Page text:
If you’re in the “online business” sphere you will no doubt have come across someone (or many someones) that does exactly what you do.

How do you deal with this competition in business? Do you block them on every channel? Start the cyber-stalking? Prime your posse to attack at the slightest slight?

I feel like in our little biz world, we’re conditioned to view these rivals with suspicion. I’ve done it myself on occasion. I’ve had a soupy melty breakdown when I’ve seen someone I know recommend another writer.

But now… I’m not so convinced. Warnings of saturated markets don’t bother me so much. Obsessing about others is a distraction.

Don’t get me wrong. You may get a shit-bag that steals your content, or bad mouths you online, or underbids you… but you can’t assume that EVERYONE will do that, just because they’re in your field. I mean, is that what YOU would do to them?

I’ve been in a Facebook group before, and discovered that the owner (a business coach) will not under any circumstances let another business coach in. It reminded me of being back at school. It’s unnecessary, and kind of nasty. What if that first business coach was approached by someone with a tech start-up, while their area of expertise is heart-centred stuff? That coach could have had the perfect referral lined up, if they were willing to be less paranoid.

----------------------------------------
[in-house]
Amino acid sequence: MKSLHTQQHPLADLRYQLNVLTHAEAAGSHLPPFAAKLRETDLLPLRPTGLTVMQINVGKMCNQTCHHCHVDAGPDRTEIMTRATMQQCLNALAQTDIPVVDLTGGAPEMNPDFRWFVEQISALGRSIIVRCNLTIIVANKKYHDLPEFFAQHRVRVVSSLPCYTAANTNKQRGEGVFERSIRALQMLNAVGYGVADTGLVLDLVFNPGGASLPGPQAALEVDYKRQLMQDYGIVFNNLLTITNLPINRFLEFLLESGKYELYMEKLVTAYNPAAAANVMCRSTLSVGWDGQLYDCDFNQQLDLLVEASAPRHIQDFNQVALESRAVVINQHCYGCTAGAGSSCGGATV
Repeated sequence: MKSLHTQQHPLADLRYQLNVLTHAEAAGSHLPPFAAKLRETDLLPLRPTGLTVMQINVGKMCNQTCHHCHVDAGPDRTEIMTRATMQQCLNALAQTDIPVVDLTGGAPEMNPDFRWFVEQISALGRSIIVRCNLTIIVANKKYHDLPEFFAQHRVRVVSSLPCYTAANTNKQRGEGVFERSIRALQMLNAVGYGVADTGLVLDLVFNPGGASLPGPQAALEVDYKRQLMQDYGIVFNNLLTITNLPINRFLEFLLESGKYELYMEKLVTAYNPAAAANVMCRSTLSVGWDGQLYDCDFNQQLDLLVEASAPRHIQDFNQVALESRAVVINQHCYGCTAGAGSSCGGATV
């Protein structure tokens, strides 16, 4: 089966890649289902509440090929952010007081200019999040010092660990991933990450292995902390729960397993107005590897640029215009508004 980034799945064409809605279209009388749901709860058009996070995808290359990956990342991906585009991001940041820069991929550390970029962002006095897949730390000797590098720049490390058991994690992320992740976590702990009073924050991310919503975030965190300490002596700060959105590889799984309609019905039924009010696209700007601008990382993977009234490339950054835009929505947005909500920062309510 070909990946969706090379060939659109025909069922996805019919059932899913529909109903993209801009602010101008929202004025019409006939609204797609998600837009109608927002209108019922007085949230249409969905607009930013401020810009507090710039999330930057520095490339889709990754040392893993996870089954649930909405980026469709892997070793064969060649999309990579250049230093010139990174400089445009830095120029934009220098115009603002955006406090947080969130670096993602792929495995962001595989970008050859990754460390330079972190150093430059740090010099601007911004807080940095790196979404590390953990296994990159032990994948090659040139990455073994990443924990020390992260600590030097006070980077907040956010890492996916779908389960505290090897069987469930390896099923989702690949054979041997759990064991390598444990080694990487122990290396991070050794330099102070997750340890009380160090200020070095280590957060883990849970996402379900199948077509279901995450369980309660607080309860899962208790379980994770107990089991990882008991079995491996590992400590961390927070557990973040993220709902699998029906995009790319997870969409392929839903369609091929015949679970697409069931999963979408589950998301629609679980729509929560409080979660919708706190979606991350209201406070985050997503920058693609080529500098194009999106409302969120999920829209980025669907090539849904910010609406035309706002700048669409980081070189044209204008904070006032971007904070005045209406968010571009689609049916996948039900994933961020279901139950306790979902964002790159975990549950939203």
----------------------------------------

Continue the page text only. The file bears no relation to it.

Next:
Kick someone out when you know they’re a dick, not when you only know the first superficial thing about them.

A week or so ago, I saw this video making the rounds on Facebook – Dawn French introducing Jennifer Saunders at the Glamour awards:

French starts her intro with a parody of hyper-competitiveness (which highlights how utterly ridiculous it is), but for me, something even more striking happened when Saunders took the mic.

“If I have made a contribution to anything, I hope it’s the promotion of female friendships.”

YES. Finally. Someone who doesn’t buy into this “there can only be one winner” thing. Can you imagine if Jen had taken that approach? If she had refused to associate herself with another comedienne? There would be no French & Saunders. THERE WOULD BE NO AB FAB.

To spell it out for you – you will have so many more opportunities at your fingertips, if you’re willing to engage within your niche.

  • You could cultivate a great friendship, with someone that understands your daily struggles.
  • You could guest post for a site that shares your target audience.
  • You could bounce ideas around with someone that gets it.
  • You could help someone figure out if this is even their zone of genius.
  • You could learn about your craft from a different perspective.
  • You could find someone to refer clients to, if you’re fully booked/taking a break/not interested in working with them.
  • You could help someone else in turmoil, by sharing how you dealt with a particular problem.
  • You could collaborate in the most weird and wonderful ways.

Or, you could stay in your box. Surrounded by people who only partially understand your world. The ones willing to blow smoke up your arse.

It’s your choice.